17. rprice

    rprice Member

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    Just found a good article on the subject of "baby flattops" being used against uboats, but it does not explain the origin of the term "jeep carrier". It includes some background on the origin of the CVE type:

    The U.S. Navy’s escort-carrier program got its start in December 1940. On the 13th of that month, Rear Admiral William F. Halsey, the U.S. Fleet’s commander, Aircraft, Battle Force, sent a letter to Chief of Naval Operations Harold R. Stark expressing his concern that the entry of the United States into the European war would require all six of the Fleet’s aircraft carriers to be deployed immediately. This, in turn, would severely restrict both the training of naval aviators and the service’s ability to transport Army and Navy aircraft to overseas bases. To overcome these handicaps, Halsey recommended the procurement of “suitable merchant vessels and their earliest conversion to auxiliary aircraft carriers.”

    Much more about CVE's and their use against uboats:
    http://www.usni.org/magazines/navalhistory/2013-11/navys-escort-carrier-offensive

    edit: Following that article, after the footnotes, is an excerpt from “Report Escort of Convoy ON-184,” USS Bogue (CVE-9), 29 May 1943, which contains a tutorial on how to sink submarines using the TBF. Good read.
     
  18. rprice

    rprice Member

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    This thread revived a distant memory of a John Wayne character inventing both the concept of escort carriers and the term "jeep carrier"...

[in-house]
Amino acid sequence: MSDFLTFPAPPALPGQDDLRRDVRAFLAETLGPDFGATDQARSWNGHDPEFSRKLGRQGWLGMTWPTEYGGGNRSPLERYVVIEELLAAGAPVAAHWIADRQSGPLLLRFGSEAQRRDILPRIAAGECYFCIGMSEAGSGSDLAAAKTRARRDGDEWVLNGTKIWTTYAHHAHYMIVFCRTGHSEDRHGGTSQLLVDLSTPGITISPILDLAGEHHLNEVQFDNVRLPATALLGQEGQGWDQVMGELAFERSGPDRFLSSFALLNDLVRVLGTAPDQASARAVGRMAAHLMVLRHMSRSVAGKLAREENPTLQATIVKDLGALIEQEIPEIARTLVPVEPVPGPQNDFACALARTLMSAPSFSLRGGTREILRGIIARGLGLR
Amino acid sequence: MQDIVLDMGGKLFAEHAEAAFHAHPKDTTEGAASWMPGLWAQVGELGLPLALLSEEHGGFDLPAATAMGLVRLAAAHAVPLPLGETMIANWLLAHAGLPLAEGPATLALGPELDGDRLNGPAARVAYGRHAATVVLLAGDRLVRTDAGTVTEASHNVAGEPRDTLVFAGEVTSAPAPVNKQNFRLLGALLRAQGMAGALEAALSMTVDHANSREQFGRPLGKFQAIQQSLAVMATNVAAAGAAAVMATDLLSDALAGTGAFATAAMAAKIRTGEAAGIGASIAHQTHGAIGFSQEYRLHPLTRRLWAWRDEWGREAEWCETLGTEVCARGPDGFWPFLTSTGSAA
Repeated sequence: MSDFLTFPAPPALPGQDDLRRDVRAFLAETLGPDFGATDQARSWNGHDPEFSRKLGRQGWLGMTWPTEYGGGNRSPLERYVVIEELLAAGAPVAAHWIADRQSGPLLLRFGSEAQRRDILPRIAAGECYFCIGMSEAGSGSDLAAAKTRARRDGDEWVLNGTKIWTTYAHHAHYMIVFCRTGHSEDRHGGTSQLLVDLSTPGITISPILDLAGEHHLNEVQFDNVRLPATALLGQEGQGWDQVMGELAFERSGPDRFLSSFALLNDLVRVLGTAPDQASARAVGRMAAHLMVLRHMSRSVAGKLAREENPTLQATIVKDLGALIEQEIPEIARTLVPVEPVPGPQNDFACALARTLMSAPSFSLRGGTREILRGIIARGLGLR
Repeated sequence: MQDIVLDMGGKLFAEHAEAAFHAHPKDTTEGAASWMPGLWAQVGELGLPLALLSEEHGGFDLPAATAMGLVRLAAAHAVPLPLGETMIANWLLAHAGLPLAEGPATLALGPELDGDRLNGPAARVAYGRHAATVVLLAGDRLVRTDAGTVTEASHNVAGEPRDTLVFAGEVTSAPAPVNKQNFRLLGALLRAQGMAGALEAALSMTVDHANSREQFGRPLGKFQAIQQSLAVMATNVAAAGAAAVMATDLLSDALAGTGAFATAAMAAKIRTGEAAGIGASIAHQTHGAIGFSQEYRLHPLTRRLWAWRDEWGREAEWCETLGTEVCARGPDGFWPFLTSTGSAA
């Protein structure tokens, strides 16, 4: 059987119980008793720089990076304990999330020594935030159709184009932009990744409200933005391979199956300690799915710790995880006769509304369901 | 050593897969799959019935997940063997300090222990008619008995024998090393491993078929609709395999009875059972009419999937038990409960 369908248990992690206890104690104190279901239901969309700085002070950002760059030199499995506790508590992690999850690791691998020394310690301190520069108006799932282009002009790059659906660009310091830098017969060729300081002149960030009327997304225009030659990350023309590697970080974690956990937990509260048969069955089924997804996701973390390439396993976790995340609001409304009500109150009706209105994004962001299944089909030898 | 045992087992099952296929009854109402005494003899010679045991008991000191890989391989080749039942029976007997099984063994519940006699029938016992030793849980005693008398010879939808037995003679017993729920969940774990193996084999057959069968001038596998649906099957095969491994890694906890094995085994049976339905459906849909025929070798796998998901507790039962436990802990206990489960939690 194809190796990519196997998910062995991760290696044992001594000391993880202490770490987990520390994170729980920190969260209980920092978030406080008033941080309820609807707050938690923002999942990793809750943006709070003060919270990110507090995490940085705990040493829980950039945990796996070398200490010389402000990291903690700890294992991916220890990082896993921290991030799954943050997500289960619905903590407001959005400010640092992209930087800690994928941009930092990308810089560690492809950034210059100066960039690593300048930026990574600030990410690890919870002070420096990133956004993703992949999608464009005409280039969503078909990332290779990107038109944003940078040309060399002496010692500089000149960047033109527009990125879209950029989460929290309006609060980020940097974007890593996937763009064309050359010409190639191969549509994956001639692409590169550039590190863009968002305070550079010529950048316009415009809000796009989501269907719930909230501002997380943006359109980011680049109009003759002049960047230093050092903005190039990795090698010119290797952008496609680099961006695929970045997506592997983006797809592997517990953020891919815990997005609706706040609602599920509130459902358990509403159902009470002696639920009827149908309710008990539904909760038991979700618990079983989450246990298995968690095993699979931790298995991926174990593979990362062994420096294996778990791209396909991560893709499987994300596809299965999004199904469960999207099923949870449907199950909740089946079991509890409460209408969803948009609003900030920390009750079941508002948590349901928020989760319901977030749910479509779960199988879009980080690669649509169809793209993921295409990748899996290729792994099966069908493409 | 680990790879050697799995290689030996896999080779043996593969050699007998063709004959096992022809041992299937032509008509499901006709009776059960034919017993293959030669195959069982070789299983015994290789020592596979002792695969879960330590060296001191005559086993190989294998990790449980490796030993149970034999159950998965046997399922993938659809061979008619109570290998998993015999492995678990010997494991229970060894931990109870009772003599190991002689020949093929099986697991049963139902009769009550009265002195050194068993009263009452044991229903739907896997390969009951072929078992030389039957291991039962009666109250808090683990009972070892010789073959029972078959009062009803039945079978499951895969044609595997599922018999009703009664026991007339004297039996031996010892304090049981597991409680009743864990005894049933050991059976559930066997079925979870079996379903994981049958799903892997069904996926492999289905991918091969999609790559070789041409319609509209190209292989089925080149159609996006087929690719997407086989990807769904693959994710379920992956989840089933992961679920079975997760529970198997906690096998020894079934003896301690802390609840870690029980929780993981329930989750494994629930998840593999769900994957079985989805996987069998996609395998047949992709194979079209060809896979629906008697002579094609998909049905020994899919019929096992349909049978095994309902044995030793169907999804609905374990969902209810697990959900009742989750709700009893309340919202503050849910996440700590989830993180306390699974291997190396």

Found it: The Wings of Eagles, directed by John Ford, is about a real life naval officer and author Frank W. 'Spig' Wead.

    http://www.imdb.com/title/tt0051198/reviews

    Hey, it's The Duke... so it must be true.
     
  19. freebird

    freebird Member

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    Interesting.
    Did the US wait to place an order for CVEs after the British had ordered some?
     
  20. rprice

    rprice Member

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    The article doesn't say anything about the timing of orders, but it does say this:

    Interestingly, just a week later [after the Halsey letter of 13 December 1940], President Franklin D. Roosevelt, in a memo to Admiral Stark by FDR’s naval aide, Captain Daniel Callahan, proposed that, in order to increase convoy protection, a 6,000- to 8,000-ton merchant vessel capable of attaining a speed of at least 15 knots be converted into an experimental carrier equipped with a flight deck that could accommodate ten helicopters or ten planes with low-landing speeds. 2 While Admiral Halsey’s proposal had called for the creation of auxiliary carriers to be used for noncombat purposes, President Roosevelt’s concept was for a carrier that could help provide antisubmarine protection to convoys at sea.

    and...

    Following a series of January 1941 meetings principally in the CNO’s office, it was decided that two Maritime Commission diesel-powered C-3 merchant ships, the SS Mormacmail and Mormacland , could be provided for conversion into carriers; the U.S. Navy would receive the first ship and the Royal Navy the second.

    So, it's obvious that the RN was shopping for carriers, but it's not clear if any orders had already been placed.